Riboflavin also functions as an antioxidant, helping to eliminate free radicals that can damage cells. It is needed to activate vitamin B6 and folate. This water-soluble vitamin aids the body’s use of oxygen and assists in thyroid hormone production.
Good dietary sources of riboflavin include dairy, eggs, meat, fish, leafy greens, mushrooms, and almonds. Fermented tejuino likely contains higher levels of riboflavin compared to unfermented corn.
Riboflavin (Vitamin B2) Benefits
- Cellular energy production
- Antioxidant activity
- Thyroid support
- Healthy skin and eyes
- Growth and development
- Nutrient metabolism
While tejuino is not a rich source of riboflavin, it provides a nutritious addition to the diet. The RDA for riboflavin is 1.3 mg for males and 1.1 mg for females.
Niacin (Vitamin B3)
Niacin or vitamin B3 is another B vitamin present in tejuino. It performs many essential functions in the body as a component of the coenzymes NAD and NADP.
Niacin plays a major role in converting food into energy. It aids in the metabolism of fats, carbohydrates, and proteins. The vitamin also supports digestive system function.
In addition, niacin helps keep skin, hair, eyes, and nerves healthy. It assists with cell signaling and the production of hormones.
Good sources of niacin include poultry, fish, peanuts, mushrooms, and whole grains. Traditional preparation methods help increase niacin availability in corn used for tejuino.
Niacin (Vitamin B3) Benefits
- Energy production
- Nutrient metabolism
- Cell signaling
- Healthy skin and nerves
- Cholesterol regulation
- Brain function
While not high in niacin, tejuino can help provide a valuable portion of the RDA which is 16 mg for adult males and 14 mg for adult females.
Tejuino also provides small amounts vitamin B6 or pyridoxine. Vitamin B6 plays diverse roles in the body and is vital to overall health.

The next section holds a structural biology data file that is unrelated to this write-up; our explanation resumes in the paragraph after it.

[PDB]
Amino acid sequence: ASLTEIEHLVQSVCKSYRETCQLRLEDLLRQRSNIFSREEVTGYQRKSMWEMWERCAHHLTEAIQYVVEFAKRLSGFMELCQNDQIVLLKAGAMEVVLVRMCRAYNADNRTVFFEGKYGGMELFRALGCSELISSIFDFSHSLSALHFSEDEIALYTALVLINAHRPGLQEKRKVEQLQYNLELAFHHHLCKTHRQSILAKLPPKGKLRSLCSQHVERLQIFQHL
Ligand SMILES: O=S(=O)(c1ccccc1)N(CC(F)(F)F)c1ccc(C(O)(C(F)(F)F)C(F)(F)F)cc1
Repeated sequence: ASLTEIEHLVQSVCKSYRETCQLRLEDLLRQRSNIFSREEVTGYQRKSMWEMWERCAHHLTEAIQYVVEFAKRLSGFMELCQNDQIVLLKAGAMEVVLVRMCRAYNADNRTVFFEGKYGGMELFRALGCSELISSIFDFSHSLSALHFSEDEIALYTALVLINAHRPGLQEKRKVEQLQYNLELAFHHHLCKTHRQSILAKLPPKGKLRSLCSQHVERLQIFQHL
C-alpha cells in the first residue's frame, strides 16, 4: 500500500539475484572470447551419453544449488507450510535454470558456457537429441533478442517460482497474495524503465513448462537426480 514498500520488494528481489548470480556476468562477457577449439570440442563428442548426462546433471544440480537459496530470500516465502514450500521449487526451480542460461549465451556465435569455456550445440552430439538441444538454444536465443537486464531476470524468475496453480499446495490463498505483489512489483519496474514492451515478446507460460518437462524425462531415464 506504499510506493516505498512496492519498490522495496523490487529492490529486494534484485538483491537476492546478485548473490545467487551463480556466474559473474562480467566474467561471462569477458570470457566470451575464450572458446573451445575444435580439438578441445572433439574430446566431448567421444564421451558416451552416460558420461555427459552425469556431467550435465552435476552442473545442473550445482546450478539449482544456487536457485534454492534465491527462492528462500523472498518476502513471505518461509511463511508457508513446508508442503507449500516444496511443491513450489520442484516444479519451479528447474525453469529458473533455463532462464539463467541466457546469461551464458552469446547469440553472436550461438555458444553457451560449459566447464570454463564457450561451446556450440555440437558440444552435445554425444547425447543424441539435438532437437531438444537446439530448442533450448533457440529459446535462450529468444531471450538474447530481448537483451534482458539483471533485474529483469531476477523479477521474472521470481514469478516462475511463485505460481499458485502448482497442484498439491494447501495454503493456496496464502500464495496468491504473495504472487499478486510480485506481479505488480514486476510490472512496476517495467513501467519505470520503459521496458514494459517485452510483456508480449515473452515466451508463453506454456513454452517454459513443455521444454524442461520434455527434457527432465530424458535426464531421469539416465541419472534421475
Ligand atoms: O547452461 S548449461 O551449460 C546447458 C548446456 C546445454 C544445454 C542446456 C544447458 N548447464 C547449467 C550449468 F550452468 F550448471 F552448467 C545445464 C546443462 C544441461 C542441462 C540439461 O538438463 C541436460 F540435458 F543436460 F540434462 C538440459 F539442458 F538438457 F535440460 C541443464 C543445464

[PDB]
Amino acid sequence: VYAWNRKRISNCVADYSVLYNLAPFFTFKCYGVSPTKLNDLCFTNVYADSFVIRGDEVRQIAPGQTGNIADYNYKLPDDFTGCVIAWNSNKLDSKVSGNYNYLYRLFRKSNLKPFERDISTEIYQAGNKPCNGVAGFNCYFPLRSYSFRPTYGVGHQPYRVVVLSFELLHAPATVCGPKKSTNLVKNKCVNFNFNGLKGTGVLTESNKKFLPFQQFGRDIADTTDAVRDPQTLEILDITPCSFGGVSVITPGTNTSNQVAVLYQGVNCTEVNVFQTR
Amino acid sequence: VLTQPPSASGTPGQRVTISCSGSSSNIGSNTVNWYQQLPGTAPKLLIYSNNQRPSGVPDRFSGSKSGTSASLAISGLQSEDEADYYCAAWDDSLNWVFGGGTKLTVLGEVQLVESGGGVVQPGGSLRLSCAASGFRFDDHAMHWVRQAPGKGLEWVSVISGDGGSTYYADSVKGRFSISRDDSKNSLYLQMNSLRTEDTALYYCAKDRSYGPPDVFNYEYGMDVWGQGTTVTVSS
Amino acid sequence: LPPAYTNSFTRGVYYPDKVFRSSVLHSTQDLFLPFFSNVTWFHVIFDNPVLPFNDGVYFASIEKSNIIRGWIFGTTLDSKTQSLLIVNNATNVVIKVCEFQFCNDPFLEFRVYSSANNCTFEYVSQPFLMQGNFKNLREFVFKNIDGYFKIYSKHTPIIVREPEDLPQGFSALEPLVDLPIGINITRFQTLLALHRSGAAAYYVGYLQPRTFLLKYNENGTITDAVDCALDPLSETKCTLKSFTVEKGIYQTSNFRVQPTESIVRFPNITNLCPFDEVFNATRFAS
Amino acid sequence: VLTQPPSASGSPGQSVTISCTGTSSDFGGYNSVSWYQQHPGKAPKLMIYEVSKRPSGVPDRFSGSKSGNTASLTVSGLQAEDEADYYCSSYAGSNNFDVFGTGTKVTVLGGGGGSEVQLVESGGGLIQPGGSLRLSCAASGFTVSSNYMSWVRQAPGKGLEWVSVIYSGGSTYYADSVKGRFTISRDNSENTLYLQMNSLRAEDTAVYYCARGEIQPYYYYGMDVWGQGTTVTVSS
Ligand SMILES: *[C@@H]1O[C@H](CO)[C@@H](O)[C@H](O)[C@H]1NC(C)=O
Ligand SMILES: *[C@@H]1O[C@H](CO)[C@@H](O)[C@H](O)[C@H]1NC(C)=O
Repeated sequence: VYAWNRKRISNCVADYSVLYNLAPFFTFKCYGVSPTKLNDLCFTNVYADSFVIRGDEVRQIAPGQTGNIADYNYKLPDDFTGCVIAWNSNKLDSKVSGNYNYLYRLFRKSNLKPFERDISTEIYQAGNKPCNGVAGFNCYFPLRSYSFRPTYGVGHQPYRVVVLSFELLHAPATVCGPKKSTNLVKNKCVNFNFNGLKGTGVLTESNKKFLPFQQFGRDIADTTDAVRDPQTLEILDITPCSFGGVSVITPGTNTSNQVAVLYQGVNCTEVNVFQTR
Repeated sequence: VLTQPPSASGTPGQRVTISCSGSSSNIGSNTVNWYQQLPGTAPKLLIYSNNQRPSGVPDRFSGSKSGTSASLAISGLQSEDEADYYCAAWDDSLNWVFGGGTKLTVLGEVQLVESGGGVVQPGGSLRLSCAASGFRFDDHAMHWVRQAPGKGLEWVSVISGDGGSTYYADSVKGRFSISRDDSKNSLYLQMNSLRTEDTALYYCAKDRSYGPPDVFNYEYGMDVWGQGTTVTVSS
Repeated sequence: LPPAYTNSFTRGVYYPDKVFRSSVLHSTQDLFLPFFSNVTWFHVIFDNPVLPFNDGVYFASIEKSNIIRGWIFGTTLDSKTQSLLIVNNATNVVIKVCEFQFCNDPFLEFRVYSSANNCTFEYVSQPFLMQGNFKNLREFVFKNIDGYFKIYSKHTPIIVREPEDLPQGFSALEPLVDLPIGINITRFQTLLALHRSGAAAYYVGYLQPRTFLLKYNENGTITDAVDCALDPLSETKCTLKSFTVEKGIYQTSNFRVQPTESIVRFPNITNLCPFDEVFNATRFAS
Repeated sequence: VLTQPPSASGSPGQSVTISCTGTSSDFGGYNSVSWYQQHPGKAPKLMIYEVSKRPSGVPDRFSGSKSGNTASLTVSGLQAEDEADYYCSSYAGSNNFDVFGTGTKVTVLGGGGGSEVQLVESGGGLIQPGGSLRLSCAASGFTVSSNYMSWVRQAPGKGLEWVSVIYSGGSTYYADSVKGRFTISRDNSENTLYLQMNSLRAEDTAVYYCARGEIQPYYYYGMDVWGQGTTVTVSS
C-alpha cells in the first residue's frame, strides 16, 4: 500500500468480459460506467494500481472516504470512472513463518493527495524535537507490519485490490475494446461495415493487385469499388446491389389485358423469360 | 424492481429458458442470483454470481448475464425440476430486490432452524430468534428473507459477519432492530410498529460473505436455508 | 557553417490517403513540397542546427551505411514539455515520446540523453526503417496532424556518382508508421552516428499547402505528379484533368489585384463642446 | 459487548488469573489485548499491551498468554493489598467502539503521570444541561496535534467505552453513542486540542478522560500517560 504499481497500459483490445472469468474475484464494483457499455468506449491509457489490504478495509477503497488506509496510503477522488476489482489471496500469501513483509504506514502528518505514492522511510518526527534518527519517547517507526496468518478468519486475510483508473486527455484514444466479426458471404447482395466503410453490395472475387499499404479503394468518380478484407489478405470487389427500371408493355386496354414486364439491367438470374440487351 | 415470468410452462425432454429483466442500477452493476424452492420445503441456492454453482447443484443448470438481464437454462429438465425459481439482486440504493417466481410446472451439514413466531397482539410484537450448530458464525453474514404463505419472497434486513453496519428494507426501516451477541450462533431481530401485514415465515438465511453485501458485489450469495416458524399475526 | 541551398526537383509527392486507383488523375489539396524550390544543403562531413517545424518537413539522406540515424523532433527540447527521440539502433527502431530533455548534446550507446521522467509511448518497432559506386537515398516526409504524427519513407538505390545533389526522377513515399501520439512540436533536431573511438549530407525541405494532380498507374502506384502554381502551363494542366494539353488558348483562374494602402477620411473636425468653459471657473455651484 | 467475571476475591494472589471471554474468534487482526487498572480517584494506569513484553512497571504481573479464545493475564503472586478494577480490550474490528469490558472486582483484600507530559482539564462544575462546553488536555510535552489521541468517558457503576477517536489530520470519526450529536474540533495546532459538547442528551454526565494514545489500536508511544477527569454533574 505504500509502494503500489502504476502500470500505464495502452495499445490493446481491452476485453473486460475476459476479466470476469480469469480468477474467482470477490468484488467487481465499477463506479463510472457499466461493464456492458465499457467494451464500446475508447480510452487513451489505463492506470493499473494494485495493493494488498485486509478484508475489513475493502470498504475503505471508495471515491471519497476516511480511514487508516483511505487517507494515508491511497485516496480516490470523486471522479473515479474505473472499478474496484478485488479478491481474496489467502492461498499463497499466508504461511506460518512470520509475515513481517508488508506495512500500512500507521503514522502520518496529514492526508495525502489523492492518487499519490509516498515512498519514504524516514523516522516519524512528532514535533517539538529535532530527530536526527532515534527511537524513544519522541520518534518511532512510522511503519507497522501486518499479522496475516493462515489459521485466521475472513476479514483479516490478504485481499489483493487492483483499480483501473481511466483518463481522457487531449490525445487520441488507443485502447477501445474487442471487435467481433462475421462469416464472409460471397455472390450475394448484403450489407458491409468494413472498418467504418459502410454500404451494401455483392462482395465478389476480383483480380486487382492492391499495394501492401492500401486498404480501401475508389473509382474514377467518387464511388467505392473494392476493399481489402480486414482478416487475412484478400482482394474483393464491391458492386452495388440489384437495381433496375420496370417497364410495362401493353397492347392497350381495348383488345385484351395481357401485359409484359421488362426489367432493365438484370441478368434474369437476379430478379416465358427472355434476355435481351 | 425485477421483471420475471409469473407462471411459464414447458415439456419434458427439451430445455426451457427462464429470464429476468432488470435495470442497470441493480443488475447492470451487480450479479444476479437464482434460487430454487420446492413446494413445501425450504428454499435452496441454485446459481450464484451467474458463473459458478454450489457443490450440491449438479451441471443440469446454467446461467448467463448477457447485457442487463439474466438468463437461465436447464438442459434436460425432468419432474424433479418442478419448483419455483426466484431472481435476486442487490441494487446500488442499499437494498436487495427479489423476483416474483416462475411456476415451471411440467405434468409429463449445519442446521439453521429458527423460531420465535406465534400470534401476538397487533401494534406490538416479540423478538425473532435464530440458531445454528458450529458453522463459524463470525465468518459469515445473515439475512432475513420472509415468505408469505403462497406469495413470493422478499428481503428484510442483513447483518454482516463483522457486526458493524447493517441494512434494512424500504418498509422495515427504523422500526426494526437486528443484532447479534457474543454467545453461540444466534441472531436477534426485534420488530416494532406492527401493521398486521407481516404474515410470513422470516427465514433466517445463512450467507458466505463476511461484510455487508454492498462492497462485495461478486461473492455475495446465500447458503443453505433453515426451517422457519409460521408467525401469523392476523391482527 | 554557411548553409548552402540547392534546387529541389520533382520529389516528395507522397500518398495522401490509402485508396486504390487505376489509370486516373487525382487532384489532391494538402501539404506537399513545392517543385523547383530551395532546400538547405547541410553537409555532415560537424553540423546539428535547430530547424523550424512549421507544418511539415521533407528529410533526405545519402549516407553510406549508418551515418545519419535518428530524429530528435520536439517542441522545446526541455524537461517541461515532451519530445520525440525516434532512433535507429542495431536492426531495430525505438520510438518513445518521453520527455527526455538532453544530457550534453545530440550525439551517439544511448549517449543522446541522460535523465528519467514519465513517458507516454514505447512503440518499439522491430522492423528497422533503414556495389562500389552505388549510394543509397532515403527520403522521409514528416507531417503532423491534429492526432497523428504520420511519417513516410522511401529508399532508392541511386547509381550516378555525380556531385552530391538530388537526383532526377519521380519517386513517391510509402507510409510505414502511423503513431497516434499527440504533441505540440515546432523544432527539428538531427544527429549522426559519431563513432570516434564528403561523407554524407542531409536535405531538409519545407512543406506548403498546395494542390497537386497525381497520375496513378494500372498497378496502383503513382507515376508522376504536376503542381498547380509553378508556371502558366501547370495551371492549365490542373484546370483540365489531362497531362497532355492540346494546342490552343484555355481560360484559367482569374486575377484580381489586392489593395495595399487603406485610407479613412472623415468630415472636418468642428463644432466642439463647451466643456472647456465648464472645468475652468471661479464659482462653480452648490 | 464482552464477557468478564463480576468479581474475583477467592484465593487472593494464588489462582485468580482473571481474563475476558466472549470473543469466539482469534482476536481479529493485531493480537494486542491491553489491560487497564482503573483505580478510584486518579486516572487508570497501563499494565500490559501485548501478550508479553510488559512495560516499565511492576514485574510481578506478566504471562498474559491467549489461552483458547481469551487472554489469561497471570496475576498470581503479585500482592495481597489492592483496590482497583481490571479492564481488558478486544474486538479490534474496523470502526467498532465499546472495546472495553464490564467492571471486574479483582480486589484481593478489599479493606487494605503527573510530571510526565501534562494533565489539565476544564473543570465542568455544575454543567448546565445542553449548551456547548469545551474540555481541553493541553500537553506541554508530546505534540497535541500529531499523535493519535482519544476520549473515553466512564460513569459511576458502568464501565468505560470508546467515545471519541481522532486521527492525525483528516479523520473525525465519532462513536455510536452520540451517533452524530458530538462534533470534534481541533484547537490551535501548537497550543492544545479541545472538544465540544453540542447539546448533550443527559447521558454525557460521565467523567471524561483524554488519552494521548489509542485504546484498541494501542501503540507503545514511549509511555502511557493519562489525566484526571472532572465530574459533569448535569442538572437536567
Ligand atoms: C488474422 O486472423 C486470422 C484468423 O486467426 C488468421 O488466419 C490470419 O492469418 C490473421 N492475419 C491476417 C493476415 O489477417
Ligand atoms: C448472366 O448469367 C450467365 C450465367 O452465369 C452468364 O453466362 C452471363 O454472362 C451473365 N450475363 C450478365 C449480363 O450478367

It assists with protein metabolism, red blood cell production, and immune function. Vitamin B6 is also needed for proper brain development and neurotransmitter synthesis.
In addition, it helps regulate blood glucose levels, aids in hemoglobin formation, and is involved in gene expression and hormone modulation. Good food sources include poultry, fish, potatoes, bananas, and leafy greens.
Vitamin B6 Benefits
- Protein metabolism
- Red blood cell production
- Immune function
- Brain health
- Hormone modulation
- Blood glucose regulation
The small amount of vitamin B6 provided by tejuino contributes to meeting the RDA of 1.3 mg for adult females and 1.7 mg for adult males.
Folate (Vitamin B9)
Folate, also known as vitamin B9, is a water-soluble B vitamin found in tejuino. Folate plays a vital role in many bodily processes.
It is critically important for red blood cell production and proper cell division. Folate helps produce DNA and RNA, the building blocks of life.
This vitamin also prevents changes to DNA that may lead to cancer. It is especially vital during infancy, adolescence, and pregnancy.
In addition, folate plays a role in protein metabolism, immune function, and brain health. Good dietary sources include leafy greens, asparagus, broccoli, citrus fruits, and beans.
Folate (Vitamin B9) Benefits
- Red blood cell production
- Cell division and growth
- DNA and RNA synthesis
- Cancer prevention
- Brain and nerve health
- Heart health
While not extremely high in folate, tejuino provides a useful amount to help meet the RDA of 400 mcg for adults.
In addition to the B vitamins, tejuino contains vitamin C primarily contributed by the maguey plant. Also known as ascorbic acid, vitamin C is a water-soluble vitamin with many beneficial effects.
Vitamin C acts as a powerful antioxidant, protecting cells from free radical damage. It also supports immune health, boosting the activity of white blood cells.
This vitamin is needed for the growth and repair of tissues throughout the body. It aids in collagen production, strengthening blood vessels, bones, and muscles.